[EDITOR'S NOTE: This review is part of a series of posts on this film. The Nick and Tuc portion of this series consist of a published interview with star Tuc Watkins and an upcoming post on a chat with producer/director/writer Nick Corporon.]

Increasingly art-house gay-film oriented breaking glass pictures continues its run of releasing movies with central characters that are boys who like boys whose stories are relatable to everyone all along the Kinsey Scale with the topic du jour. This one hits the big screen on January 6, 2017 and DVD on the following Tuesday. The beautiful Southwest scenery and the opportunity for a special date night make seeing it in a theater worthwhile.

The universal theme this time is in the form of the titular do-over relating to a strong urge to put right what once went wrong. In that regard, "Retake" is similar to the recent (Unreal TV released) glass release "Lazy Eye" in which two men reunite 15 years after an abrupt and traumatic end to their love-at-first-sight relationship.

The following YouTube clip of the "Retake" trailer nicely highlights the retro look and stylistic approach of this film in which the past plays an integral role.


The current character study centers around middle-aged top-dog Jonathon, who comes to San Francisco as the first step in his process to resolve anxiety regarding an incident from roughly 20 years ago The literal partner-in-crime that he requires is a rent boy who can play the role of a past love.

An unnamed hustler passes the initial test and agrees to accompany Jonathon on a road trip to the Grand Canyon for the right price. The long dark hair and valley boy persona of this street boy that brings to mind an actor whose almost interchangeable early roles include a part in the awesome 1991 Gus Van Sant drama "My Own Private Idaho" earn this "Retake" character the name "Keanu" for purposes of this interview.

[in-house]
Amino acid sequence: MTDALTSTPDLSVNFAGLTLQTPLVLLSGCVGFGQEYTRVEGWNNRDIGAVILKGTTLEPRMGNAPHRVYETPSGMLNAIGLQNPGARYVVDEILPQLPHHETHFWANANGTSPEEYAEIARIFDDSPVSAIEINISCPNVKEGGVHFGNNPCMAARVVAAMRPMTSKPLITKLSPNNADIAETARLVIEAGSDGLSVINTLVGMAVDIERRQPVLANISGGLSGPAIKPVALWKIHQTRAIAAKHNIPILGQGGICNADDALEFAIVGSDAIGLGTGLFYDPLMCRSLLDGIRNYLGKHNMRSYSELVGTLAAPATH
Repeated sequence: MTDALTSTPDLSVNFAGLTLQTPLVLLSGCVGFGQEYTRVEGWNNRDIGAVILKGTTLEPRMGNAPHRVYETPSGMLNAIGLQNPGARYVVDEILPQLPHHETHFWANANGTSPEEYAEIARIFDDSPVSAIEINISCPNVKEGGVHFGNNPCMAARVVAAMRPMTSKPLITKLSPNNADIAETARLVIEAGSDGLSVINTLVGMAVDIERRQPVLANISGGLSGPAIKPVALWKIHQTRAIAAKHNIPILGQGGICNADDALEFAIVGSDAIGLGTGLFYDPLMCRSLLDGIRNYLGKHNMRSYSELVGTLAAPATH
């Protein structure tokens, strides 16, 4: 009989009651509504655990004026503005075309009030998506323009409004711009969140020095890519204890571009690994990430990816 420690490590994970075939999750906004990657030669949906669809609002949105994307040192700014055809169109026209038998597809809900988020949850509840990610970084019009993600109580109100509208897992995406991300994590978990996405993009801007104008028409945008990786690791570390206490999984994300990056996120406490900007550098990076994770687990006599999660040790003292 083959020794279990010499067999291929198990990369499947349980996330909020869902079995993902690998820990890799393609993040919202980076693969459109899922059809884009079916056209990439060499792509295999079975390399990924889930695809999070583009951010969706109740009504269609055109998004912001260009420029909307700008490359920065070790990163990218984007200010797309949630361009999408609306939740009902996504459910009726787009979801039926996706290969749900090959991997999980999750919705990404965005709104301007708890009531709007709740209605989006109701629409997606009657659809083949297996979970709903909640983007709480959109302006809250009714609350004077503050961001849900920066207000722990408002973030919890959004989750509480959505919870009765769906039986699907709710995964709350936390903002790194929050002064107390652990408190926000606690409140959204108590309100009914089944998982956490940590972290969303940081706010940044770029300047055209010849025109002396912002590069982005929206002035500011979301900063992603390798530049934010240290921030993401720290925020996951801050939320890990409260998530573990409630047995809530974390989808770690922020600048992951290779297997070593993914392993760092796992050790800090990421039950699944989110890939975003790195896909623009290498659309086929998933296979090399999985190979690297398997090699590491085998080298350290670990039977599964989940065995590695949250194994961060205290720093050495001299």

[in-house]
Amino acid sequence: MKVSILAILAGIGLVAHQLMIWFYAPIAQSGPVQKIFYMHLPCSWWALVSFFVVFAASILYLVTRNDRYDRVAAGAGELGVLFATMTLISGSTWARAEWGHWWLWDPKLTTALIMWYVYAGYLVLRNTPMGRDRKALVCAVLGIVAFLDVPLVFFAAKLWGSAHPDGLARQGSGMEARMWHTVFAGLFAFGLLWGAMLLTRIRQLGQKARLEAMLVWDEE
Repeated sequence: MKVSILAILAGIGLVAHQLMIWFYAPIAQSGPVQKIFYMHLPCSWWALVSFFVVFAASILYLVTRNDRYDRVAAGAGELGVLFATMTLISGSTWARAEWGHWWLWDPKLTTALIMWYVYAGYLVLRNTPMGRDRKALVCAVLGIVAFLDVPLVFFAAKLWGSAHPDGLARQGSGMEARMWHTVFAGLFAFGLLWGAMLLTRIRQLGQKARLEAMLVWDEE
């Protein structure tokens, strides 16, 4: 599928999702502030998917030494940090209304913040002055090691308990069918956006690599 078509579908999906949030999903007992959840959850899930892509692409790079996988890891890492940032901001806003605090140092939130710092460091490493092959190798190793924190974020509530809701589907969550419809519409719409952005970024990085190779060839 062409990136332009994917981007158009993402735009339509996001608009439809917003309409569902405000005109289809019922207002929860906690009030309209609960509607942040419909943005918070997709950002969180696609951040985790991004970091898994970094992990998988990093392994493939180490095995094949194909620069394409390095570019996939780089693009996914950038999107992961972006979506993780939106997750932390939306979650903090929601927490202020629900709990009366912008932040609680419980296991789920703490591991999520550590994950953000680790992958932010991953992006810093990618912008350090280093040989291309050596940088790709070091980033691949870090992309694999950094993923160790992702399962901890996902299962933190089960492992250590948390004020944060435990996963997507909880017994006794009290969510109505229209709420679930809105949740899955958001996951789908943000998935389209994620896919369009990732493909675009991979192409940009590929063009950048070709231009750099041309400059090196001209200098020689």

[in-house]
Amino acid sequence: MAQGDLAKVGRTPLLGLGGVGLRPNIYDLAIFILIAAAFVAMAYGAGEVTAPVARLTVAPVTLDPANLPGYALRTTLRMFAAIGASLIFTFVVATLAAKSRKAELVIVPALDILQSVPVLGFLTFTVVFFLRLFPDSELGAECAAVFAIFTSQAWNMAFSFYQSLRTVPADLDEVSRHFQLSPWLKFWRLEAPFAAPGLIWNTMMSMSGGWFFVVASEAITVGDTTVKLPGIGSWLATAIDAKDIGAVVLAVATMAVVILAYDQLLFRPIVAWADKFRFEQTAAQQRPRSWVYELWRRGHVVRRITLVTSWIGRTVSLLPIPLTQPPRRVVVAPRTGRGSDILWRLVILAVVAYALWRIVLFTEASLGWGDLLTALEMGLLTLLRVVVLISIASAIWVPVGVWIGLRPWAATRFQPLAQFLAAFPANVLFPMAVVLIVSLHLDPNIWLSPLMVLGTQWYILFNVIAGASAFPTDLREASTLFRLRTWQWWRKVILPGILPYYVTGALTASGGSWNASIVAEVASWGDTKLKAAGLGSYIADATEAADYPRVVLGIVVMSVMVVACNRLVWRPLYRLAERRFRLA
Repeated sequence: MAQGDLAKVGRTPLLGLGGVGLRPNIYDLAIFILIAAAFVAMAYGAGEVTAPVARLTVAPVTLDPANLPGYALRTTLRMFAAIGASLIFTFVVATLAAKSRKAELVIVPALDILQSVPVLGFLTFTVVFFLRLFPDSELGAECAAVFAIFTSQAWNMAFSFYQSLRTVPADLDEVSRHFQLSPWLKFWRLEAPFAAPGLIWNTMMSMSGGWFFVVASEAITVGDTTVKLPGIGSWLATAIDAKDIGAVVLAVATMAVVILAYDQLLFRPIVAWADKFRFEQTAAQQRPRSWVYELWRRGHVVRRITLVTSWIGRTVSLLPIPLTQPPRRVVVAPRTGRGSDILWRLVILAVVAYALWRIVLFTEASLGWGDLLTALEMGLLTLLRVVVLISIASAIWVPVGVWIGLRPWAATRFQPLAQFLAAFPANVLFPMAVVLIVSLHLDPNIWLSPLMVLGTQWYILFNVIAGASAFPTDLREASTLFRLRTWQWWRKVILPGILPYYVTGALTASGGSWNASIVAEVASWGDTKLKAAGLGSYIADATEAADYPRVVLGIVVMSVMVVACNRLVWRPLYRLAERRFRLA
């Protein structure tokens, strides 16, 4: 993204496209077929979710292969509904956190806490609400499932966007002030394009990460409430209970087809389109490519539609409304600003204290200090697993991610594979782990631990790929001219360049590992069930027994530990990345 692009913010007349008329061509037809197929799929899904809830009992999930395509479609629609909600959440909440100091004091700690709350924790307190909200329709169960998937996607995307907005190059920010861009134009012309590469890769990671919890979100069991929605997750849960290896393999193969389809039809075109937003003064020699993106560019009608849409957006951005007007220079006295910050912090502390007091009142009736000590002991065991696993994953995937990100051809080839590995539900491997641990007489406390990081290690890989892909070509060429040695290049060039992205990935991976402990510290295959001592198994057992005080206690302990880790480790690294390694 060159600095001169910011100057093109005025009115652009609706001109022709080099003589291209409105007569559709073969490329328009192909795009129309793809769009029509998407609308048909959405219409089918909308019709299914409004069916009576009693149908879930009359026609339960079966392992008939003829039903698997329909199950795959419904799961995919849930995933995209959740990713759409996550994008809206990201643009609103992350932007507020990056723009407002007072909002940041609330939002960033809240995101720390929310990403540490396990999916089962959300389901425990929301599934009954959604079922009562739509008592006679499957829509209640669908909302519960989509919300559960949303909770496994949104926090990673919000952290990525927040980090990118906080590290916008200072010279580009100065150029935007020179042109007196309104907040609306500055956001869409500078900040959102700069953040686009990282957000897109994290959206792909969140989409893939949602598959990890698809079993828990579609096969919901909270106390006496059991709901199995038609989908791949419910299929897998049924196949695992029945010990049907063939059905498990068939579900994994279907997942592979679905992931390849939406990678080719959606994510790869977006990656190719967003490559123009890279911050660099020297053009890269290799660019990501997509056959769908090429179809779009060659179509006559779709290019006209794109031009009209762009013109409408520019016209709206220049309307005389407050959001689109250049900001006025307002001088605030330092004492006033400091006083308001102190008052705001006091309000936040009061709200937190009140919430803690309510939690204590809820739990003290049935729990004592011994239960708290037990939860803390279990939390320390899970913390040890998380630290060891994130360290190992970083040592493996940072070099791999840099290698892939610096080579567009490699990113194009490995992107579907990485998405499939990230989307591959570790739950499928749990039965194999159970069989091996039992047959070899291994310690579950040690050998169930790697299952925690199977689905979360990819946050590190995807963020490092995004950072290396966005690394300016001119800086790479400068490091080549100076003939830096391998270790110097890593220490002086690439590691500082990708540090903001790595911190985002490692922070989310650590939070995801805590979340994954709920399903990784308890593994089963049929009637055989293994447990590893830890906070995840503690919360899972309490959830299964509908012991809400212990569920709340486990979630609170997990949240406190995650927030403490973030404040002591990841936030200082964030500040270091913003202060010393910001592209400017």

"Desperate Housewives" star/soap actor Tuc Watkins does a good job as the distraught Jonathon whose quest for inner peace always gets thwarted. Textbook "the guy who was in that thing" character actor Devon Graye does equally well as the 20-something guy who adopts whatever personality a customer requires in order allow Keanu to avoid dealing with his own tortured past.

The clear (and of course ultimately vilated) rules of the trip are that Keanu must never break character in the role play that Jonathon requires, must never ask Jonathon a personal question, and must always do everything that Jonathon tells him to do. The last rule leads to Keanu having the best lines in the film. He first asks if "everything" includes wearing a diaper and another specific humiliating act and then states his willingness to do so.

As is the case in every good film, "Retake" slowly reveals the full story regarding Jonathon wanting to go to exceptional extremes to recreate a road trip from his youth. Keanu becoming increasingly intrigued and embracing his role more fully is equally interesting.

The drama amps up as Keanu comes closer to the truth and to becoming more of his own true self as he bonds with Jonathon, who is still struggling with his past. This aspect of the film reflects the truth regarding any sexual role play that the individuals in the room really are not the characters whom they are portraying.